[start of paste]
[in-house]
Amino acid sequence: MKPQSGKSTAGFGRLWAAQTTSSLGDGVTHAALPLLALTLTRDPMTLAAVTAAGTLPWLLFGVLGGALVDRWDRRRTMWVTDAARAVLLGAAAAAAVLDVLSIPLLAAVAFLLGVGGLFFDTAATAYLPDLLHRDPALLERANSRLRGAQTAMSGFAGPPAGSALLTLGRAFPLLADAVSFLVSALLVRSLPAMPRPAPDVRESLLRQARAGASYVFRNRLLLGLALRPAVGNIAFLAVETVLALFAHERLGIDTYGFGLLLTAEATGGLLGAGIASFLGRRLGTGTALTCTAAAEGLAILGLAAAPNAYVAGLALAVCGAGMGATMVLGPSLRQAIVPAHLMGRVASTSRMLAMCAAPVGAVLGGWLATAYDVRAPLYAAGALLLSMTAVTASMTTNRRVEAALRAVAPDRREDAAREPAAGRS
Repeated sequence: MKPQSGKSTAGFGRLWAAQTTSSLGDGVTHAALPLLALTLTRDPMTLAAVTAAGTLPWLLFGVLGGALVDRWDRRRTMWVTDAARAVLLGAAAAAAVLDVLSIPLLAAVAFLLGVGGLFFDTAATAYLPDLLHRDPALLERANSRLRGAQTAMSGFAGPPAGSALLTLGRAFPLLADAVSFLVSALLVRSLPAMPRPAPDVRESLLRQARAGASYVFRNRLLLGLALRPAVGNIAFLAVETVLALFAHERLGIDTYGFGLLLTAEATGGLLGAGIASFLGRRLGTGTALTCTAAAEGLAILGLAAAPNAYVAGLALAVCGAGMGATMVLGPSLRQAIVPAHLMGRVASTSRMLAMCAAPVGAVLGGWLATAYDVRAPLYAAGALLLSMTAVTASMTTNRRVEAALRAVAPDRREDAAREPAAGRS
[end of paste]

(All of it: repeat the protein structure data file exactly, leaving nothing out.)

[in-house]
Amino acid sequence: MKPQSGKSTAGFGRLWAAQTTSSLGDGVTHAALPLLALTLTRDPMTLAAVTAAGTLPWLLFGVLGGALVDRWDRRRTMWVTDAARAVLLGAAAAAAVLDVLSIPLLAAVAFLLGVGGLFFDTAATAYLPDLLHRDPALLERANSRLRGAQTAMSGFAGPPAGSALLTLGRAFPLLADAVSFLVSALLVRSLPAMPRPAPDVRESLLRQARAGASYVFRNRLLLGLALRPAVGNIAFLAVETVLALFAHERLGIDTYGFGLLLTAEATGGLLGAGIASFLGRRLGTGTALTCTAAAEGLAILGLAAAPNAYVAGLALAVCGAGMGATMVLGPSLRQAIVPAHLMGRVASTSRMLAMCAAPVGAVLGGWLATAYDVRAPLYAAGALLLSMTAVTASMTTNRRVEAALRAVAPDRREDAAREPAAGRS
Repeated sequence: MKPQSGKSTAGFGRLWAAQTTSSLGDGVTHAALPLLALTLTRDPMTLAAVTAAGTLPWLLFGVLGGALVDRWDRRRTMWVTDAARAVLLGAAAAAAVLDVLSIPLLAAVAFLLGVGGLFFDTAATAYLPDLLHRDPALLERANSRLRGAQTAMSGFAGPPAGSALLTLGRAFPLLADAVSFLVSALLVRSLPAMPRPAPDVRESLLRQARAGASYVFRNRLLLGLALRPAVGNIAFLAVETVLALFAHERLGIDTYGFGLLLTAEATGGLLGAGIASFLGRRLGTGTALTCTAAAEGLAILGLAAAPNAYVAGLALAVCGAGMGATMVLGPSLRQAIVPAHLMGRVASTSRMLAMCAAPVGAVLGGWLATAYDVRAPLYAAGALLLSMTAVTASMTTNRRVEAALRAVAPDRREDAAREPAAGRS